Objectives: The aim of the present investigation was to redefine the clinicopathologic profile of arrhythmogenic right ventricular cardiomyopathy/dysplasia (ARVC), with special reference to disease progression and left ventricular (LV) involvement.
Background: Long-term follow-up data from clinical studies indicate that ARVC is a progressive heart muscle disease that with time may lead to more diffuse right ventricular (RV) involvement and LV abnormalities and culminate in heart failure.
Methods: Forty-two patients (27 male, 15 female; 9 to 65 years old, mean [+/-SD] age 29.6 +/- 18) from six collaborative medical centers, with a pathologic diagnosis of ARVC at autopsy or heart transplantation, and with the whole heart available, were studied according to a specific clinicomorphologic protocol.
Results: Thirty-four patients died suddenly (16 during effort); 4 underwent heart transplantation; 2 died as a result of advanced heart failure; and 2 died of other causes. Sudden death was the first sign of disease in 12 patients; the other 30 had palpitations, with syncope in 11, heart failure in 8 and stroke in 3. Twenty-seven patients experienced ventricular arrhythmias (ventricular tachycardia in 17), and 5 received a pacemaker. Ten patients had isolated RV involvement (group A); the remaining 32 (76%) also had fibrofatty LV involvement that was observed histologically only in 15 (group B) and histologically and macroscopically in 17 (group C). Patients in group C were significantly older than those in groups A and B (39 +/- 15 years vs. 20 +/- 8.8 and 25 +/- 9.7 years, respectively), had significantly longer clinical follow-up (9.3 +/- 7.3 years vs. 1.2 +/- 2.1 and 3.4 +/- 2.2 years, respectively) and developed heart failure significantly more often (47% vs. 0 and 0, respectively). Patients in groups B and C had warning symptoms (80% and 87%, respectively, vs. 30%) and clinical ventricular arrhythmias (73% and 82%, respectively, vs. 20%) significantly more often than patients in group A. Hearts from patients in group C weighed significantly more than those from patients in groups A and B (500 +/- 150 g vs. 328 +/- 40 and 380 +/- 95 g, respectively), whereas hearts from both group B and C patients had severe RV thinning (87% and 71%, respectively, vs. 20%) and inflammatory infiltrates (73% and 88%, respectively, vs. 30%) significantly more often than those from group A patients.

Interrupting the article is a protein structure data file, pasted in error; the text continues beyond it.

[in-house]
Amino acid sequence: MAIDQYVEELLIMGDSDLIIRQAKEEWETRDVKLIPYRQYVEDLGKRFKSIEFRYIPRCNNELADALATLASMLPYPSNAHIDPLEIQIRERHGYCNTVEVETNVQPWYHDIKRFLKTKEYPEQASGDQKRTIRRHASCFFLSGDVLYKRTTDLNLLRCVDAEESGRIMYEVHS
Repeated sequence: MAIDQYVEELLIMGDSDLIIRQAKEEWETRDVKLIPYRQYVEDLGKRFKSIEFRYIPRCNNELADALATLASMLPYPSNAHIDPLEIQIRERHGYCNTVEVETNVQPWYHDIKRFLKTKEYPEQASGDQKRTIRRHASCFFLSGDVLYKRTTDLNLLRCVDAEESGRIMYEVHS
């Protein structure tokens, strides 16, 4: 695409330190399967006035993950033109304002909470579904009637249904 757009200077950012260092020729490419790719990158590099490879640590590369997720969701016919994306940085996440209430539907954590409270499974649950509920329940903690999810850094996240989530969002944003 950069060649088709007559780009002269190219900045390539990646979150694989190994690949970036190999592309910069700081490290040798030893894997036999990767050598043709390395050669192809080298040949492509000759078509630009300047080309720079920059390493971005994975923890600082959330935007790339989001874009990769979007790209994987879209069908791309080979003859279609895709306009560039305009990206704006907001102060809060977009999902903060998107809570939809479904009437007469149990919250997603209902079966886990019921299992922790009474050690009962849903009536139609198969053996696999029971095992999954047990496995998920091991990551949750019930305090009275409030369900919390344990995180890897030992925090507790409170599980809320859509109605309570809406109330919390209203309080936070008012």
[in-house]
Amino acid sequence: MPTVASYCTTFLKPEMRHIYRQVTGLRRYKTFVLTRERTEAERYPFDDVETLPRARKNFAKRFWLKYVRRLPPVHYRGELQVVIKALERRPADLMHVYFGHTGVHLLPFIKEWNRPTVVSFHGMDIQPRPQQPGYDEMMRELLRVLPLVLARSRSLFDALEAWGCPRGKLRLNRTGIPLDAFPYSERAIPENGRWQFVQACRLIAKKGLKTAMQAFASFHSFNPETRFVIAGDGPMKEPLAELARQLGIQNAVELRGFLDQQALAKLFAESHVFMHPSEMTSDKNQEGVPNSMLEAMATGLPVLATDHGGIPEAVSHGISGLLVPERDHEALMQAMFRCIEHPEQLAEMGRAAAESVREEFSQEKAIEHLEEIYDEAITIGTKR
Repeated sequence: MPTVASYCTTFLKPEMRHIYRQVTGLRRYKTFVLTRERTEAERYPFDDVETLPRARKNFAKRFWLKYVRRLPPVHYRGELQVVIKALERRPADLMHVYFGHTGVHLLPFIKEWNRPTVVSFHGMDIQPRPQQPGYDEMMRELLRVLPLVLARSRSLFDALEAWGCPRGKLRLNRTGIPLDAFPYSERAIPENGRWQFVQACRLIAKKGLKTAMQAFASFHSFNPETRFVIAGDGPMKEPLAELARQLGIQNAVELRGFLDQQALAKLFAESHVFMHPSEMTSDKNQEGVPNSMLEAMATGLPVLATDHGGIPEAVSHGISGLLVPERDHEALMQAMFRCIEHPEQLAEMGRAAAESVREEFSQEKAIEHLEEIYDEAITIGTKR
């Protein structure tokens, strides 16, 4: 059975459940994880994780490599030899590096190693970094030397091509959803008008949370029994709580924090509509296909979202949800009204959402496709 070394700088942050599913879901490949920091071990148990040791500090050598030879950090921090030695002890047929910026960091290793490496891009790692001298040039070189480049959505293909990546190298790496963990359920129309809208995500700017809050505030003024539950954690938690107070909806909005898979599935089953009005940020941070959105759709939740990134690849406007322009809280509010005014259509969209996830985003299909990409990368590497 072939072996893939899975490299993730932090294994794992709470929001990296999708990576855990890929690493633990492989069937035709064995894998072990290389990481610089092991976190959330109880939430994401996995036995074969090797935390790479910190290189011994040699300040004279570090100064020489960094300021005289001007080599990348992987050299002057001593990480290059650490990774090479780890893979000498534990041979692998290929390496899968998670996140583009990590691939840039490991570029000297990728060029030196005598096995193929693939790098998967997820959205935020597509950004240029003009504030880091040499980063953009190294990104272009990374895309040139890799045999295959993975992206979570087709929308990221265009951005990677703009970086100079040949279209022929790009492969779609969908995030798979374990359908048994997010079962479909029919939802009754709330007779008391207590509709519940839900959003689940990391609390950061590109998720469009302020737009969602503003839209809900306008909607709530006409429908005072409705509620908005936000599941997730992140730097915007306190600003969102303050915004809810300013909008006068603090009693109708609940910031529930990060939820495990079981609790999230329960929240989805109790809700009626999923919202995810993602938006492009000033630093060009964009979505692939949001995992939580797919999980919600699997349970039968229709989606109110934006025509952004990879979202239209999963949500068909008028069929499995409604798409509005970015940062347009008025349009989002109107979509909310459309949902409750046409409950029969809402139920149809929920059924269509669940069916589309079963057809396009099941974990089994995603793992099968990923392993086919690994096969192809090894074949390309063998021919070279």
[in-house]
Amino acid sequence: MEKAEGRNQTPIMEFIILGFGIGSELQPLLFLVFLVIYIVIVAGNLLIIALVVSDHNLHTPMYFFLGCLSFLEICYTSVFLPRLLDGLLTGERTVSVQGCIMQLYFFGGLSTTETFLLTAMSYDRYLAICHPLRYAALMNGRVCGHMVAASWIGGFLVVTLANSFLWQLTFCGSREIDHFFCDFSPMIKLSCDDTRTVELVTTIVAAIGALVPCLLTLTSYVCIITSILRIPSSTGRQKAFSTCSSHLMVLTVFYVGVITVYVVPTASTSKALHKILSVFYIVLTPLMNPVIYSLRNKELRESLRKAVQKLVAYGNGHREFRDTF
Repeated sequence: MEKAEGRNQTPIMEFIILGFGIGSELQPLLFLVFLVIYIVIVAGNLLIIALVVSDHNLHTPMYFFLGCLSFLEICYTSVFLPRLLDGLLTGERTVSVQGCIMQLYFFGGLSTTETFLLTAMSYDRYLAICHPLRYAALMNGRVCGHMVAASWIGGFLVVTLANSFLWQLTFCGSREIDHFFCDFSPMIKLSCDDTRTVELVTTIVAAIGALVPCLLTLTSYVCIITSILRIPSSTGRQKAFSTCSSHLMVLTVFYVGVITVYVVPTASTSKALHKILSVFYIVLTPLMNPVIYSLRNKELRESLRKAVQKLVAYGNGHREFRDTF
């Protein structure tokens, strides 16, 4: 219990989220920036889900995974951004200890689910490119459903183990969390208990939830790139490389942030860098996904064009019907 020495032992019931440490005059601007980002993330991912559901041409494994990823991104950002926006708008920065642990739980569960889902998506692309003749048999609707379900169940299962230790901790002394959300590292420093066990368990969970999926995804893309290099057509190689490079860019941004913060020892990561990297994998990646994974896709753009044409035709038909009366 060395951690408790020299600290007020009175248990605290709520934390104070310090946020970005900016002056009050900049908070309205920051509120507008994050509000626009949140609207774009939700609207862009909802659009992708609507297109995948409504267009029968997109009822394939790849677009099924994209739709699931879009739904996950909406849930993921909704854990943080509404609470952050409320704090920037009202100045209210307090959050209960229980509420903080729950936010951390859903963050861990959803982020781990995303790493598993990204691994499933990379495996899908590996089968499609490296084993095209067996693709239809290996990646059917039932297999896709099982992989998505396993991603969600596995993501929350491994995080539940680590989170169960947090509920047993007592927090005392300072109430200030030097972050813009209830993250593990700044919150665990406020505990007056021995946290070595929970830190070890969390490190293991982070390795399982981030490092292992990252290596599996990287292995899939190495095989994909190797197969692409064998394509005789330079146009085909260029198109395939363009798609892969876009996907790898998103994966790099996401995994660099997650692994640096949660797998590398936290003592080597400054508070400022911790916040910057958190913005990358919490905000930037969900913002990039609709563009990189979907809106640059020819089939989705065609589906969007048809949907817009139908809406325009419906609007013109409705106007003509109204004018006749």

Conclusions: LV involvement was found in 76% of hearts with ARVC, was age dependent and was associated with clinical arrhythmic events, more severe cardiomegaly, inflammatory infiltrates and heart failure. ARVC can no longer be regarded as an isolated disease of the right ventricle.